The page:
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Get Big Business Out of Health Care

The United States "health care" system is a national disgrace. Two changes in the current "Privatized For Profit" mess would guarantee a fair and just

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The United States "health care" system is a national disgrace. Two changes in the current "Privatized For Profit" mess would guarantee a fair and just system of health care for everyone from womb to tomb.

First...insurance companies must be totally excluded from the health care system. Insurance companies must not be allowed to insure people capitalizing on health problems to reap enormous profits. Insurance companies must be restricted exclusively to insuring property, not people.


The United States "health care" system is a national disgrace. Two changes in the current "Privatized For Profit" mess would guarantee a fair and just system of health care for everyone from womb to tomb.

First...insurance companies must be totally excluded from the health care system. Insurance companies must not be allowed to insure people capitalizing on health problems to reap enormous profits. Insurance companies must be restricted exclusively to insuring property, not people.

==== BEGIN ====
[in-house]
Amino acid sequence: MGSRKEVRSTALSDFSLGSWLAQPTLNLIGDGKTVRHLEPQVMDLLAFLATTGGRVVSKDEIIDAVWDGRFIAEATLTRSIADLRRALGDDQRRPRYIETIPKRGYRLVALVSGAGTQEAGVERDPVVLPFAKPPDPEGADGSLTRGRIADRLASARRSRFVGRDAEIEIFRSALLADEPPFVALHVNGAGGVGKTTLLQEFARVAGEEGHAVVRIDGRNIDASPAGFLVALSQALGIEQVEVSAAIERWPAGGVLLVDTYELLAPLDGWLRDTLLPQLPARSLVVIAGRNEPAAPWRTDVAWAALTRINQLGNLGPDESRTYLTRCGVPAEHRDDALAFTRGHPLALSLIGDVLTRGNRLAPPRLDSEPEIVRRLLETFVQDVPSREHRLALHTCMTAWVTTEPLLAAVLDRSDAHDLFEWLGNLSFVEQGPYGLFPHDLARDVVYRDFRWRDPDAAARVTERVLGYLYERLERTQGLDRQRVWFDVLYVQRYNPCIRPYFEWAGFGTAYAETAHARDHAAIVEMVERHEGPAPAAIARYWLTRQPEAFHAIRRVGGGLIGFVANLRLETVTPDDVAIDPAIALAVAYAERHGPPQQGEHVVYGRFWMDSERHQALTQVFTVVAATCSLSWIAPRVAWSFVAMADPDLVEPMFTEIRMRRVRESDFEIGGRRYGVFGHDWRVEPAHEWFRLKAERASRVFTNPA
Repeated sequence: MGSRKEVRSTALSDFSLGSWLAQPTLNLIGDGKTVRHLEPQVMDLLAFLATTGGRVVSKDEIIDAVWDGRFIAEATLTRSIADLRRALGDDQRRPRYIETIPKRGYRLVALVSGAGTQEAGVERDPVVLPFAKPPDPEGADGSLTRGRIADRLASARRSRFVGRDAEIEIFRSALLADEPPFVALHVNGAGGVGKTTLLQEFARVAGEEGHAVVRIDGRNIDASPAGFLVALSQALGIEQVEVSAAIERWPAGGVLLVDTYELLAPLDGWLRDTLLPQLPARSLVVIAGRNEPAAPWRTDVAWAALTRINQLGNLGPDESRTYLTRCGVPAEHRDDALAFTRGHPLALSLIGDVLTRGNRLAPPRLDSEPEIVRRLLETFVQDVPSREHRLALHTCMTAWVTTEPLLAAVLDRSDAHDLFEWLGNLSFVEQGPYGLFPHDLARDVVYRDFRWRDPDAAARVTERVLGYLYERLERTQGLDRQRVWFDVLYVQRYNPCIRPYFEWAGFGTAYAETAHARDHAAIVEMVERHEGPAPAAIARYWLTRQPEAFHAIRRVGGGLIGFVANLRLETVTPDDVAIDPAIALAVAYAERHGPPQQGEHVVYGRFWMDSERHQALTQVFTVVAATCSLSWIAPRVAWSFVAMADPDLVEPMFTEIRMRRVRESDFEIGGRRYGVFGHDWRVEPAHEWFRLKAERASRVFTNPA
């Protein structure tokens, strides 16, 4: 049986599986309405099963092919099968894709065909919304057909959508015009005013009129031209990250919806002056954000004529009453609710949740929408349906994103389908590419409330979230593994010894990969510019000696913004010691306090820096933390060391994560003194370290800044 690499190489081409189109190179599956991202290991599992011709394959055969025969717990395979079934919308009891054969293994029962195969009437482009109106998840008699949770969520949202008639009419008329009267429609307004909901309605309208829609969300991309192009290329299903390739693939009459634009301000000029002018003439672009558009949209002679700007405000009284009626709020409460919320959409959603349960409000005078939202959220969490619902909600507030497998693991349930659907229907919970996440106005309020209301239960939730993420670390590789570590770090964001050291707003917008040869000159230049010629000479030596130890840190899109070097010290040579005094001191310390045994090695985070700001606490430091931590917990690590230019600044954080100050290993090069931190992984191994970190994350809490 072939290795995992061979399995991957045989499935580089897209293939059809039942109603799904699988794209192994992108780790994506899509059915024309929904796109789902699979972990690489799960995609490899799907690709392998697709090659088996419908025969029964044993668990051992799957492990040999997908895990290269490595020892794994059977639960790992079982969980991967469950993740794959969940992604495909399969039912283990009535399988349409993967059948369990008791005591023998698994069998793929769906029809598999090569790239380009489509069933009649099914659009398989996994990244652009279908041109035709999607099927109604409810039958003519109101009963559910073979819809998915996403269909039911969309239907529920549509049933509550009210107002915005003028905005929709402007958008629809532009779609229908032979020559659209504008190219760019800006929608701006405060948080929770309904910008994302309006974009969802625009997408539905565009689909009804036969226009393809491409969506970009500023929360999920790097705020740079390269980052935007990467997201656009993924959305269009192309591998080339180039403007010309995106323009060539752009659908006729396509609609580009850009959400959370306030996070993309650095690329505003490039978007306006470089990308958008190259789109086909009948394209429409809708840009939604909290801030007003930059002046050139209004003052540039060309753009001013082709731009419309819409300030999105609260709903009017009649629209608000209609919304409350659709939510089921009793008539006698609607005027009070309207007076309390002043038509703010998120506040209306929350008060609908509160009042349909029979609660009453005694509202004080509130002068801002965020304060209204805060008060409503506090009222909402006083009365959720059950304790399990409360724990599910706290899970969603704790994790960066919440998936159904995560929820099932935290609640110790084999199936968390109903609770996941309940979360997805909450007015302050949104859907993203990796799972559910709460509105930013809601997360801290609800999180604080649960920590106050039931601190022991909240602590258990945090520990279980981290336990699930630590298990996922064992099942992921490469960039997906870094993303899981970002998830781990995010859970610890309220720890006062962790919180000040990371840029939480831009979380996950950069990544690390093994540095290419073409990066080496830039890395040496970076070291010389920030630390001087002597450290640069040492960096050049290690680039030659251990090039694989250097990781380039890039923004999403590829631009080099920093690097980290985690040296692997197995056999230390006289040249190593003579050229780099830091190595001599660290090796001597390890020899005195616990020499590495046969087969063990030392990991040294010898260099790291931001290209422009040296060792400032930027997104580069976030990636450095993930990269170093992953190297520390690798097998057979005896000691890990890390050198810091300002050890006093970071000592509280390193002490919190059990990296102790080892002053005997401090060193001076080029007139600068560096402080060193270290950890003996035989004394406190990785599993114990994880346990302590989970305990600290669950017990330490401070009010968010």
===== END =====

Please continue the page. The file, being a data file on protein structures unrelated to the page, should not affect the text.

Second...pharmaceutical companies must be nationalized. No more obscene profits for Big Pharma.

Some of the obvious advantages to this plan include the following:

1. Health care would be available to everyone not just the wealthy, the politicians and people fortunate enough to have insurance.

2. People would not lose their homes and be forced into bankruptcy because they are unable to pay exorbitant costs of catastrophic long-term illness or injury.

3. Corporations would lose a major bargaining chip in their efforts to bust unions by manipulating and controlling health benefits.

4. Veterans would receive medical care in their own communities rather than traveling long distances to veterans' facilities. Soldiers would no longer be stockpiled away from friends and family in privatized hell holes like Walter Reed Hospital.

5. Politicians would no longer be owned and operated by insurance companies and Big Pharma.

The argument against this proposal, of course, is that such a plan smacks of socialism. Bush used that excuse recently when he chose to veto medical coverage for poor children.

My response to that charge is that the U.S. already has socialism for the rich in the form of tax cuts and write-offs, subsidies, corporate bailouts and other taxpayer-funded programs to fatten the hogs feeding at the public trough. Capitalism with its "dog-eat-dog" credo is for the masses who should not ask what the government can do for them but what can they do for the rich.

Sue Bastian, Bend

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